Current Neutron Stars News and Events

Current Neutron Stars News and Events, Neutron Stars News Articles.
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Reclusive neutron star may have been found in famous supernova
Since astronomers captured the bright explosion of a star on February 24, 1987, researchers have been searching for the squashed stellar core that should have been left behind. A group of astronomers using data from NASA space missions and ground-based telescopes may have finally found it. (2021-02-23)

Binary stars are all around us, new map of solar neighborhood shows
A UC Berkeley doctoral student has mined the most recent Gaia survey for all binary stars near Earth and created a 3D atlas of 1.3 million of them. The last local survey included about 200 binary pairs. With such census data, astronomers can conduct statistical analyses on binary populations. For pairs that contain white dwarfs, it's possible to determine the age of their main-sequence companion, and thus of any exoplanets around them. (2021-02-22)

The Milky Way may be swarming with planets with oceans and continents like here on Earth
According to a new study from the University of Copenhagen, Earth, Venus and Mars were created from small dust particles containing ice and carbon. The discovery opens up the possibility that the Milky Way may be filled with aquatic planets. (2021-02-22)

Big galaxies steal star-forming gas from their smaller neighbours
In research published today, astronomers have discovered that large galaxies are stealing the material that their smaller counterparts need to form new stars. (2021-02-22)

Insight-HXMT gives insight into origin of fast radio bursts
The latest observations from Insight-HXMT were published online in Nature Astronomy on Feb. 18. Insight-HXMT has discovered the very first X-ray burst associated with a fast radio burst (FRB) and has identified that it originated from soft-gamma repeater (SGR) J1935+2154, which is a magnetar in our Milky Way. (2021-02-19)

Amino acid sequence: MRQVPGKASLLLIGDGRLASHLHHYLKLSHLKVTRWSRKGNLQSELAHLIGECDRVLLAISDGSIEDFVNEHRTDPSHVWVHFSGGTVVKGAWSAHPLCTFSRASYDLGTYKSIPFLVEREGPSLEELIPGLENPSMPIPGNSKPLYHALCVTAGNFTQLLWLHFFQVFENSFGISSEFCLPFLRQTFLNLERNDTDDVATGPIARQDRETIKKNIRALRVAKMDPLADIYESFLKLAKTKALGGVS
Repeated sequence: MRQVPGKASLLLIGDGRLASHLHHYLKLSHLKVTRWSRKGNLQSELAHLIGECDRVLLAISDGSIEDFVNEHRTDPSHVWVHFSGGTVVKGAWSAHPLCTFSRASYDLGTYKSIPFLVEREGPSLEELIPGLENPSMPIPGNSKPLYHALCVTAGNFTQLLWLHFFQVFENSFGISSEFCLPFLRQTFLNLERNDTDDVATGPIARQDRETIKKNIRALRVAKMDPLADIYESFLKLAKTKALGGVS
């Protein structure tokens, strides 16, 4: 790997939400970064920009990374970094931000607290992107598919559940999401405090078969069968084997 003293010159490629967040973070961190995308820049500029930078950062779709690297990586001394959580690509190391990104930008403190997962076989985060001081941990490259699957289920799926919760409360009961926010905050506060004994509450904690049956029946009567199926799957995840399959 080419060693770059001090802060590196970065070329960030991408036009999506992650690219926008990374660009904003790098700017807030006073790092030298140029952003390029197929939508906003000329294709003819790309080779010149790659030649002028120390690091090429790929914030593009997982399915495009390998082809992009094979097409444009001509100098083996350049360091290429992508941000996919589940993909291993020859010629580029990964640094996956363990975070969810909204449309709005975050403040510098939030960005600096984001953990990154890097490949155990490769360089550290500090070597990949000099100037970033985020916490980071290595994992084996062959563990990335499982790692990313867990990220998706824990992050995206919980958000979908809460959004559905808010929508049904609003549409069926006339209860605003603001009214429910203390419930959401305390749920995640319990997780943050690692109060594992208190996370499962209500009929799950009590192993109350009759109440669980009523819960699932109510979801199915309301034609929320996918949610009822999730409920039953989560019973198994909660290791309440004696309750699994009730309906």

New crystalline ice form
Three years ago, chemists at the University of Innsbruck found evidence for the existence of a new variety of ice. Until then, 18 types of crystalline ice were known. The team led by Thomas Loerting now reports in Nature Communications on the elucidation of the crystal structure of ice XIX using neutron diffraction. (2021-02-18)

First black hole ever detected is more massive than we thought
An international team, including researchers from National Astronomical Observatories of the Chinese Academy of Sciences (NAOC), found that the first black hole, Cygnus X-1, contains a stellar-mass black hole with 21 solar mass and rotates at a speed close to the speed of light. (2021-02-18)

On the quest for other Earths
An international research team with members from ETH has developed a new method for directly imaging smaller planets in the habitable zone of a neighbouring star system. This opens up new possibilities in the search for extraterrestrial life. (2021-02-17)

Star employees get most of the credit - and blame
Working with a ''star'' employee - someone who demonstrates exceptional performance and enjoys broad visibility relative to industry peers - offers both risks and rewards, according to new research from the Cornell University's ILR School. (2021-02-16)

Young planets with teenage sun give space studies a lift
Researchers find a new planetary system made up of at least three neighboring planets, ranging in size between that of Earth and Neptune, that orbit the same sun. (2021-02-12)

Vaporised crusts of Earth-like planets found in dying stars
Remnants of planets with Earth-like crusts have been discovered in the atmospheres of four nearby white dwarf stars by University of Warwick astronomers, offering a glimpse of the planets that may have once orbited them up to billions of years ago. (2021-02-11)

Hubble uncovers concentration of small black holes
Scientists were expecting to find an intermediate-mass black hole at the heart of the globular cluster NGC 6397, but instead they found evidence of a concentration of smaller black holes lurking there. New data from the NASA/ESA Hubble Space Telescope have led to the first measurement of the extent of a collection of black holes in a core-collapsed globular cluster. (2021-02-11)

A new way to look for life-sustaining planets
A new system for mid-infrared exoplanet imaging in combination with long observation time allows ground-based telescopes to directly capture images of planets about three times the size of Earth within the habitable zones of nearby stars. (2021-02-10)

A new method to search for potentially habitable planets
Imaging planets orbiting around nearby stars, which could potentially harbour life, has become a possibility thanks to the progress made in observational methods by an international team of astronomers, including Olivier Absil and Anne-Lise Maire, astrophysicists at the STAR Institute of ULiège. First candidate: Alpha Centauri, a system similar to ours, ''only'' 4.3 light years away. This study is the subject of a publication in the journal Nature Communications. (2021-02-10)